FDIC Imposes Ban on Business with Cryptocurrency Customers for Bidders of Closed Signature Bank Auction
The Federal Deposit Insurance Corporation (FDIC) has set a new requirement prohibiting the continuation of business relationships with cryptocurrency customers for bidders in the acquisition auction of the closed U.S. Signature Bank.
This decision is expected to deepen the skepticism of industry insiders, who have been growing increasingly doubtful due to the recent closures of three banks closely related to the cryptocurrency industry.
As of December 31, 2022, Signature Bank has total assets of approximately $110.36 billion and total deposits of approximately $88.59 billion. As of the end of September 2019, the share of deposits made by cryptocurrency customers accounted for about one-fourth. The closure of Signature Bank was carried out by the New York State Department of Financial Services (NYDFS) on the 12th in the name of avoiding a financial system crisis caused by the collapse of Silicon Valley Bank.
Experts, including former Republican congressman Barney Frank, have expressed skepticism about the NYDFS’s response. Brian Brooks, former Acting Commissioner of the Office of the Comptroller of the Currency (OCC) and one-time CEO of Binance.US, also said the Signature Bank closure was a concerted effort by regulators to keep the crypto industry out of the banking system.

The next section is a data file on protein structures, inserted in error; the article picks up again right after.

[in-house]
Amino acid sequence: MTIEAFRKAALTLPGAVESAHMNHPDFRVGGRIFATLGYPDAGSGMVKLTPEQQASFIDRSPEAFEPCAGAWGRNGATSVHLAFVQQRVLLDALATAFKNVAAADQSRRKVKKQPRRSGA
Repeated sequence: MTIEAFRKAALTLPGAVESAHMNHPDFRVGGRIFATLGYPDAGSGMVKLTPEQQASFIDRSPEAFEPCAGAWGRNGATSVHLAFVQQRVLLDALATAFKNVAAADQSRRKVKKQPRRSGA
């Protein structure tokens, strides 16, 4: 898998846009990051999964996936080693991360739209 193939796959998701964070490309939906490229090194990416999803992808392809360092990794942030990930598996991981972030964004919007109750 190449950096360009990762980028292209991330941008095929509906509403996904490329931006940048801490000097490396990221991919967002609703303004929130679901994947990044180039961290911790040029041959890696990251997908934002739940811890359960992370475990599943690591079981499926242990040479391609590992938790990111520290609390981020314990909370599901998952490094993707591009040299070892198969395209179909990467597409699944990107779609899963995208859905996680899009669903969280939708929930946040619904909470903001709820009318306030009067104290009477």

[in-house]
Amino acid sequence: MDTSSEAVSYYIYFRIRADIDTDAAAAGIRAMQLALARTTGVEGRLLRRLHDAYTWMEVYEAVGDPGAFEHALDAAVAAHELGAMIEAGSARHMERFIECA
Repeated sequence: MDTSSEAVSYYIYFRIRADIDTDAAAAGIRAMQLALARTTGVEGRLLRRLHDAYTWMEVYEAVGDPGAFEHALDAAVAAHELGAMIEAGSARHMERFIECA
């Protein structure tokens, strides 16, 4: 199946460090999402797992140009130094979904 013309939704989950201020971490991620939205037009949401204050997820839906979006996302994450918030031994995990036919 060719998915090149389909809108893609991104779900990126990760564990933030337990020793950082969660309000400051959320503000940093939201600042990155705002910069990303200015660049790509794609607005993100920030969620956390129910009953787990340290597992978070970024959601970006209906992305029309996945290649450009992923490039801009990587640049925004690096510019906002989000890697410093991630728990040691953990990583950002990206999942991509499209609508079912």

In response to this tone, NYDFS Supervisor Adrienne Harris explained that cryptocurrencies are not a factor in the closure of Signature Bank. She said it was “due to a crisis of confidence in the bank’s leadership and not because of any particular industry.”
Furthermore, on March 8, US-based Silvergate Capital, which provides cryptocurrency-related services, announced that it plans to voluntarily liquidate its banking business and shrink its business. Silvergate Bank’s payment network “Silvergate Exchange Network (SEN)” was popular as a means for institutional investors to send money to cryptocurrency exchanges.
The closure of these banks has raised concerns about the stability of the cryptocurrency industry and its relationship with traditional financial institutions. The FDIC’s new requirement banning cryptocurrency customers for bidders in the acquisition auction of Signature Bank may be seen as a further indication that regulators are tightening their grip on the industry.
The Department of Justice (DOJ) and the U.S. Securities and Exchange Commission (SEC) have also been investigating Signature Bank for possible money laundering before it was shut down. In February, a class action lawsuit was filed against Signature Bank, accusing it of facilitating FTX’s fraud. Plaintiffs primarily allege that Signature Bank was aware that FTX was misappropriating customer funds and allowed them to use its payment network.
Overall, the closure of Signature Bank and other related banks, along with the new requirement set by the FDIC, are likely to have a significant impact on the cryptocurrency industry and its relationship with traditional financial institutions. It remains to be seen how the industry will respond to these developments and how regulators will continue to regulate the industry in the future.
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